Top five facts… Isambard Brunel


1) His career nearly ended before it began

After completing his studies in France, Brunel’s first project was the construction of the underwater Thames Tunnel, which began in 1825. Brunel was put in charge as assistant engineer, and quickly distinguished himself, although he narrowly avoided drowning after part of the tunnel flooded in 1828.

2) His first major project was also his last

Brunel’s first major commission was for a bridge spanning the Avon Gorge in Bristol, which he gained after winning a competition. Construction on what would become the Clifton Suspension Bridge was not completed until five years after his death. A plaque is placed on the bridge in his honour.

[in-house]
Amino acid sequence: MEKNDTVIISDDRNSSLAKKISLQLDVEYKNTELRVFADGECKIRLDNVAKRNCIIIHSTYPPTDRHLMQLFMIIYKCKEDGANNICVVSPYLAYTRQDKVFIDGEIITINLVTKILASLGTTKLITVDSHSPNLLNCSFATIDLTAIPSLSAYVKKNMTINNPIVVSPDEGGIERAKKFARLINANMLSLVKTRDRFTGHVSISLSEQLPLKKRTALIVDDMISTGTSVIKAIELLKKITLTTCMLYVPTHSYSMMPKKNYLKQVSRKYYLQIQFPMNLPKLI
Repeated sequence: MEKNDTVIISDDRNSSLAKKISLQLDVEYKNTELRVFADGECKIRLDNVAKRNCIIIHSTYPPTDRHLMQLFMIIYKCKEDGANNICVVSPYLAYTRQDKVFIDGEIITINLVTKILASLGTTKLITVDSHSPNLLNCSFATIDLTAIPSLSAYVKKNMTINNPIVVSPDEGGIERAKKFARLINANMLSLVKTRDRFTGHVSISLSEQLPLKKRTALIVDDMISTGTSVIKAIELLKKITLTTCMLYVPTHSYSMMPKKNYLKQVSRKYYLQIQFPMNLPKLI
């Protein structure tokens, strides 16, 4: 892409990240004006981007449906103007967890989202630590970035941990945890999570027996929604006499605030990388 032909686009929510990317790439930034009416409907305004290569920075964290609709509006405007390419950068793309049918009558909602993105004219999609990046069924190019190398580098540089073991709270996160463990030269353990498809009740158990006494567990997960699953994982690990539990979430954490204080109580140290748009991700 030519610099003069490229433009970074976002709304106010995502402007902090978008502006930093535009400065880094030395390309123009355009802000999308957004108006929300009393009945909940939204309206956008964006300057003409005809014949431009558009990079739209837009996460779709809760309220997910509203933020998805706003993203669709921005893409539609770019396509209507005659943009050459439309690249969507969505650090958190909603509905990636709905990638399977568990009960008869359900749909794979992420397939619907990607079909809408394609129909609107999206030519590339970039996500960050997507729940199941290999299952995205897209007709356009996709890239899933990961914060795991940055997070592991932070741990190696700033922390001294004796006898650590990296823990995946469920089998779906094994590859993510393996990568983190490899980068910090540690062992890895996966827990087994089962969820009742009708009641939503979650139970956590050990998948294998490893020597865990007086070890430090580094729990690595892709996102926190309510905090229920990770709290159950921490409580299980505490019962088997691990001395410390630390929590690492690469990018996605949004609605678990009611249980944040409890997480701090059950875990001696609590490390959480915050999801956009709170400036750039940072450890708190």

3) He put the ‘great’ in Great Western

After being appointed chief engineer of the Great Western Railway in 1833, Brunel rightly proved that broad gauge tracks were better than standard gauge ones. His impressive achievements include the Maidenhead Bridge and Bristol Temple Meads Station.

4) He built the first transatlantic steamship

Brunel was responsible for the design of the SS Great Western, the world’s first steamship to be purpose-built to complete transatlantic voyages, He also redesigned and constructed a number of the UK’s most important and influential docks, such as Cardiff, Bristol and Milford Haven.

5) It was a family-wide passion

A passion for architecture ran in the family. He worked with his father, Marc, during the construction of the Thames Tunnel, and his son, Henry Marc, later became a civil engineer, working on the design of the Blackfriars Railway Bridge and the MV (earlier SS) Chauncy Maples.